“My Life with Jeff Goldblum …” by Loretta Obstfeld

Loretta Obstfeld


Writing, I think, is not apart from living.
Writing is a kind of double living.
—Catherine Drinker Bowen

My husband is skeptical, maybe
even annoyed. Admittedly, I’m having
a hard time finding material, though

Goldblum was always there, popping up
behind me while I applied mascara,
sitting on the corner of my son’s bed

while I read One Fish, Two Fish, tip-toeing
behind me down hallways
like a retired assassin, all lurk

no follow through. “What?” I’d say,
and he’d slowly raise a thick brow
hanging me on the lip of a pregnant

pause. “Ex…expectation,” he’d stutter
with excitement, “is the sustainer
of the human pulse.” Then he’d lower himself

into the bean bag chair, legs nimble
as a mantis. “You know…” he’d say,
then get sidetracked with a thread on the hem

of his sweater vest, making me guess at what
I know. He loves to stand in a line, slouch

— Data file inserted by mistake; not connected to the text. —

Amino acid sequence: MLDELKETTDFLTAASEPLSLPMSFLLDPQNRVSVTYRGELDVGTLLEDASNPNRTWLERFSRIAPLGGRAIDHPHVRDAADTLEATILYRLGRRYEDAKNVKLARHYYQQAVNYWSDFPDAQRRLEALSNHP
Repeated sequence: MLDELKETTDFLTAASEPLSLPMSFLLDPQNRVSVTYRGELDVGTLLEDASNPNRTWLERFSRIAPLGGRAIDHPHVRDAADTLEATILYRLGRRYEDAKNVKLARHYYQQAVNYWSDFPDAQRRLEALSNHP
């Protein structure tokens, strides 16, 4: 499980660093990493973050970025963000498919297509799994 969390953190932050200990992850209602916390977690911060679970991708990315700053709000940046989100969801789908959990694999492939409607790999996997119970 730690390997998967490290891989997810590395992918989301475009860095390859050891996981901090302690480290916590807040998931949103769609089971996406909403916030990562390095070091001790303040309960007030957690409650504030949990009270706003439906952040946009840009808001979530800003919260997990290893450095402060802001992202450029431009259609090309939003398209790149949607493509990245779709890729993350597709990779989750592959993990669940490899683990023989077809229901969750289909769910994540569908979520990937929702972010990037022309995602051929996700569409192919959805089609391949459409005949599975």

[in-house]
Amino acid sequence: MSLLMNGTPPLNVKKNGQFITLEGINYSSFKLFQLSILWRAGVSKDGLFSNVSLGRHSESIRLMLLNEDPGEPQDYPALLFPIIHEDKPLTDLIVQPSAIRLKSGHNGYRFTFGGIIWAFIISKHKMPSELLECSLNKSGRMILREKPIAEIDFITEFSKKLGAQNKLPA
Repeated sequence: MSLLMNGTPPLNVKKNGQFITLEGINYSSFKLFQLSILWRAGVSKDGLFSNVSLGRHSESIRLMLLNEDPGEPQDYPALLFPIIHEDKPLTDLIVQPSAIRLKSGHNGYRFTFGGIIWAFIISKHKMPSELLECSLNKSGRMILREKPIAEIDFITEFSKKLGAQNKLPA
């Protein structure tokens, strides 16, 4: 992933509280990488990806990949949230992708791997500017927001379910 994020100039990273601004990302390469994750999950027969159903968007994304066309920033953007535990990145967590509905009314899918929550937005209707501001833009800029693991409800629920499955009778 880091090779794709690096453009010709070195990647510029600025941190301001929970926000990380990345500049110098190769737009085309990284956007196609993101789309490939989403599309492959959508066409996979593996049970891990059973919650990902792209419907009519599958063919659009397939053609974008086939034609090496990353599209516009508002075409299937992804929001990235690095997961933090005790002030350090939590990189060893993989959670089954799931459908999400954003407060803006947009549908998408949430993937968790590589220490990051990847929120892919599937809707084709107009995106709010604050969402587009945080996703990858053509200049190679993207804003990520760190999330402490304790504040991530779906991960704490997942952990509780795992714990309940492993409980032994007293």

into crowds, been known to contemplate

taking a cruise just to feel the warmth
of a common destination, the patient
community of the buffet. Then coolly

turn and sacrifice the unsuspecting
individual: A woman slowly chewing
a piece of gum, her double chin

like communism in Russia—
the only thing he’ll know her for. Everything
is a metaphor until someone gets hurt,

then it’s still about the metaphor. He’s made me
late for piano recitals. He never feeds the cat,
or sorts the cans from the bottles. Doesn’t come

when called. Like a boyfriend who’s too good
looking, don’t expect any heavy lifting.
Yesterday, I yelled for toilet paper.

He was in the kitchen, the muffled SSH
SHHHH of the Reddi Whip can firing
into his mouth. I stared at the empty

roll and wondered if I should spend more time
with my children, pondered taking stock
of the paper goods. But soon, I’m right back

ingratiating Goldblum like a heaven
for the dying, the glorious chance
that he’ll lope into the living

room and unveil the mysterious: A Carl Sagan
of the lamp, the table, the daughter.
Then to endure him in bed

between husband and me, snuggling in
—a man made of nothing
but elbows, pulling the covers

to warm himself, leaving me awake
to consider the ceiling and all that
straightforward plaster living the clean life.

from Rattle #38, Winter 2012

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